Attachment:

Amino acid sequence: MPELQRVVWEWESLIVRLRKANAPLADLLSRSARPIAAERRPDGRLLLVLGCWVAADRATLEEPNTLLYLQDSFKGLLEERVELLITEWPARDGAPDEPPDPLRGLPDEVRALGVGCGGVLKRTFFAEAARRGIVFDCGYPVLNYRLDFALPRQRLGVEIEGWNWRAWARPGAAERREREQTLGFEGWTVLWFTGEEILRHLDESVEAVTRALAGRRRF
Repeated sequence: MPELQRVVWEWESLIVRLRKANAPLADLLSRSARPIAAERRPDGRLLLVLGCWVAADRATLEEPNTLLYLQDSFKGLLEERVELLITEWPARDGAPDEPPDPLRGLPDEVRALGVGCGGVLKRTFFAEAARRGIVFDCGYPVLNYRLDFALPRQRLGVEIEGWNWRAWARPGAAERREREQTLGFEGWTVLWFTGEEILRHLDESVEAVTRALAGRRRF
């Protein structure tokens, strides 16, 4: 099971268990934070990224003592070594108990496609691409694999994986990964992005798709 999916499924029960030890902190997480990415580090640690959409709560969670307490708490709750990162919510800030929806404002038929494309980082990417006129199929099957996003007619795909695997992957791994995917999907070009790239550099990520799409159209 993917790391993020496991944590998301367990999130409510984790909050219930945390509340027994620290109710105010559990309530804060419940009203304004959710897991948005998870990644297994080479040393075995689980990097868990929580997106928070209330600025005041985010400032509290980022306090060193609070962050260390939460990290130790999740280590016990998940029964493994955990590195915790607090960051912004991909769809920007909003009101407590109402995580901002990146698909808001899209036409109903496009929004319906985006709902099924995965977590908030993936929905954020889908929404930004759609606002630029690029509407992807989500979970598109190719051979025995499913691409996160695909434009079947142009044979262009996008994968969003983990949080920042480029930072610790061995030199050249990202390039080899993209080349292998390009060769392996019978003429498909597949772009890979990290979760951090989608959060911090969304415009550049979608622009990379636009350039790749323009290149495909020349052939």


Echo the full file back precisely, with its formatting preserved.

Amino acid sequence: MPELQRVVWEWESLIVRLRKANAPLADLLSRSARPIAAERRPDGRLLLVLGCWVAADRATLEEPNTLLYLQDSFKGLLEERVELLITEWPARDGAPDEPPDPLRGLPDEVRALGVGCGGVLKRTFFAEAARRGIVFDCGYPVLNYRLDFALPRQRLGVEIEGWNWRAWARPGAAERREREQTLGFEGWTVLWFTGEEILRHLDESVEAVTRALAGRRRF
Repeated sequence: MPELQRVVWEWESLIVRLRKANAPLADLLSRSARPIAAERRPDGRLLLVLGCWVAADRATLEEPNTLLYLQDSFKGLLEERVELLITEWPARDGAPDEPPDPLRGLPDEVRALGVGCGGVLKRTFFAEAARRGIVFDCGYPVLNYRLDFALPRQRLGVEIEGWNWRAWARPGAAERREREQTLGFEGWTVLWFTGEEILRHLDESVEAVTRALAGRRRF
């Protein structure tokens, strides 16, 4: 099971268990934070990224003592070594108990496609691409694999994986990964992005798709 999916499924029960030890902190997480990415580090640690959409709560969670307490708490709750990162919510800030929806404002038929494309980082990417006129199929099957996003007619795909695997992957791994995917999907070009790239550099990520799409159209 993917790391993020496991944590998301367990999130409510984790909050219930945390509340027994620290109710105010559990309530804060419940009203304004959710897991948005998870990644297994080479040393075995689980990097868990929580997106928070209330600025005041985010400032509290980022306090060193609070962050260390939460990290130790999740280590016990998940029964493994955990590195915790607090960051912004991909769809920007909003009101407590109402995580901002990146698909808001899209036409109903496009929004319906985006709902099924995965977590908030993936929905954020889908929404930004759609606002630029690029509407992807989500979970598109190719051979025995499913691409996160695909434009079947142009044979262009996008994968969003983990949080920042480029930072610790061995030199050249990202390039080899993209080349292998390009060769392996019978003429498909597949772009890979990290979760951090989608959060911090969304415009550049979608622009990379636009350039790749323009290149495909020349052939």